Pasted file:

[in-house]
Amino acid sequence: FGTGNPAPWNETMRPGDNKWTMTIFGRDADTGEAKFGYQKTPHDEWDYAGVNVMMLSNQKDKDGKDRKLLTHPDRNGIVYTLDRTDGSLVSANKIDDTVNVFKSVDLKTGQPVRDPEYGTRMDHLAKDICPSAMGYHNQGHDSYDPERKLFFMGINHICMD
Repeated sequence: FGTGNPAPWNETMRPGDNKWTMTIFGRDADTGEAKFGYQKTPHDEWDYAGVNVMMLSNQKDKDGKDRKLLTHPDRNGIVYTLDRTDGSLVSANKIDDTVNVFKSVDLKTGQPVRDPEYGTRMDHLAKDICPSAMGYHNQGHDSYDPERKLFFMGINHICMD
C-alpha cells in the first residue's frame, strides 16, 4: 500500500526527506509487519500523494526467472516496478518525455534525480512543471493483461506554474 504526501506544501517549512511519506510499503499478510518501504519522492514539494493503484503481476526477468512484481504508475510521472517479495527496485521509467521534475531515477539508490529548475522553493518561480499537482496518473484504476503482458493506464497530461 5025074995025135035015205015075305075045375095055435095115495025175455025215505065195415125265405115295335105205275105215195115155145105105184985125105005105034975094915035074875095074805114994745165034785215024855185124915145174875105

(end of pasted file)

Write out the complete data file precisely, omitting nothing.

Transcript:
[in-house]
Amino acid sequence: FGTGNPAPWNETMRPGDNKWTMTIFGRDADTGEAKFGYQKTPHDEWDYAGVNVMMLSNQKDKDGKDRKLLTHPDRNGIVYTLDRTDGSLVSANKIDDTVNVFKSVDLKTGQPVRDPEYGTRMDHLAKDICPSAMGYHNQGHDSYDPERKLFFMGINHICMD
Repeated sequence: FGTGNPAPWNETMRPGDNKWTMTIFGRDADTGEAKFGYQKTPHDEWDYAGVNVMMLSNQKDKDGKDRKLLTHPDRNGIVYTLDRTDGSLVSANKIDDTVNVFKSVDLKTGQPVRDPEYGTRMDHLAKDICPSAMGYHNQGHDSYDPERKLFFMGINHICMD
C-alpha cells in the first residue's frame, strides 16, 4: 500500500526527506509487519500523494526467472516496478518525455534525480512543471493483461506554474 504526501506544501517549512511519506510499503499478510518501504519522492514539494493503484503481476526477468512484481504508475510521472517479495527496485521509467521534475531515477539508490529548475522553493518561480499537482496518473484504476503482458493506464497530461 5025074995025135035015205015075305075045375095055435095115495025175455025215505065195415125265405115295335105205275105215195115155145105105184985125105005105034975094915035074875095074805114994745165034785215024855185124915145174875105